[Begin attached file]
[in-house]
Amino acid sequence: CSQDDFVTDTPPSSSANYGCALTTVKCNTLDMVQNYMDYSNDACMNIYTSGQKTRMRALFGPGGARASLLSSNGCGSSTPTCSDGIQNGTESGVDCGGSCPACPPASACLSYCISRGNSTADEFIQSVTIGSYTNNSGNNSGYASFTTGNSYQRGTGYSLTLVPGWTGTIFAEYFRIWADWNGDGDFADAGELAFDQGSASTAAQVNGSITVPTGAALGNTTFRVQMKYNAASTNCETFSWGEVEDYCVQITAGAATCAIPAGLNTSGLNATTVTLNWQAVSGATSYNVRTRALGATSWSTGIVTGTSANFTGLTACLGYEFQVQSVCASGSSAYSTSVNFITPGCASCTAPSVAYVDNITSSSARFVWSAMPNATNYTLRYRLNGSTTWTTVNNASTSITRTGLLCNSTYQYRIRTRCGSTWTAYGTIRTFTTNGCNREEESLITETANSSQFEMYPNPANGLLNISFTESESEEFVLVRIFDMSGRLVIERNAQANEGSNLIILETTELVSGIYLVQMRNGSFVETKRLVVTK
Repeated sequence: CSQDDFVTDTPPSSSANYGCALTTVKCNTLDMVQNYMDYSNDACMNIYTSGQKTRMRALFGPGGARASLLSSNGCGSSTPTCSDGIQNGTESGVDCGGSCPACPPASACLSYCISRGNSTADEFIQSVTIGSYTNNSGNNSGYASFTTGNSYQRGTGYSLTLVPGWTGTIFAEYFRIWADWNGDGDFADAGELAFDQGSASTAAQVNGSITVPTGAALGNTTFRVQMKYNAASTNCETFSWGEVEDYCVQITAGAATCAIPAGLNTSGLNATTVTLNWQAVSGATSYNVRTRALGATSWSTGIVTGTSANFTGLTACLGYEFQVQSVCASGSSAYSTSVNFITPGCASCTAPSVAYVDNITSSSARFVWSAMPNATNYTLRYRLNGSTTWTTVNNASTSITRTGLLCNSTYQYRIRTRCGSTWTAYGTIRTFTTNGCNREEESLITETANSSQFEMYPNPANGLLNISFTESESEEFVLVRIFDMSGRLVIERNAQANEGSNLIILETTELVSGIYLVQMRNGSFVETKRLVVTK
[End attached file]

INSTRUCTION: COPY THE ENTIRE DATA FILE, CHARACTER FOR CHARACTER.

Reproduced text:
[in-house]
Amino acid sequence: CSQDDFVTDTPPSSSANYGCALTTVKCNTLDMVQNYMDYSNDACMNIYTSGQKTRMRALFGPGGARASLLSSNGCGSSTPTCSDGIQNGTESGVDCGGSCPACPPASACLSYCISRGNSTADEFIQSVTIGSYTNNSGNNSGYASFTTGNSYQRGTGYSLTLVPGWTGTIFAEYFRIWADWNGDGDFADAGELAFDQGSASTAAQVNGSITVPTGAALGNTTFRVQMKYNAASTNCETFSWGEVEDYCVQITAGAATCAIPAGLNTSGLNATTVTLNWQAVSGATSYNVRTRALGATSWSTGIVTGTSANFTGLTACLGYEFQVQSVCASGSSAYSTSVNFITPGCASCTAPSVAYVDNITSSSARFVWSAMPNATNYTLRYRLNGSTTWTTVNNASTSITRTGLLCNSTYQYRIRTRCGSTWTAYGTIRTFTTNGCNREEESLITETANSSQFEMYPNPANGLLNISFTESESEEFVLVRIFDMSGRLVIERNAQANEGSNLIILETTELVSGIYLVQMRNGSFVETKRLVVTK
Repeated sequence: CSQDDFVTDTPPSSSANYGCALTTVKCNTLDMVQNYMDYSNDACMNIYTSGQKTRMRALFGPGGARASLLSSNGCGSSTPTCSDGIQNGTESGVDCGGSCPACPPASACLSYCISRGNSTADEFIQSVTIGSYTNNSGNNSGYASFTTGNSYQRGTGYSLTLVPGWTGTIFAEYFRIWADWNGDGDFADAGELAFDQGSASTAAQVNGSITVPTGAALGNTTFRVQMKYNAASTNCETFSWGEVEDYCVQITAGAATCAIPAGLNTSGLNATTVTLNWQAVSGATSYNVRTRALGATSWSTGIVTGTSANFTGLTACLGYEFQVQSVCASGSSAYSTSVNFITPGCASCTAPSVAYVDNITSSSARFVWSAMPNATNYTLRYRLNGSTTWTTVNNASTSITRTGLLCNSTYQYRIRTRCGSTWTAYGTIRTFTTNGCNREEESLITETANSSQFEMYPNPANGLLNISFTESESEEFVLVRIFDMSGRLVIERNAQANEGSNLIILETTELVSGIYLVQMRNGSFVETKRLVVTK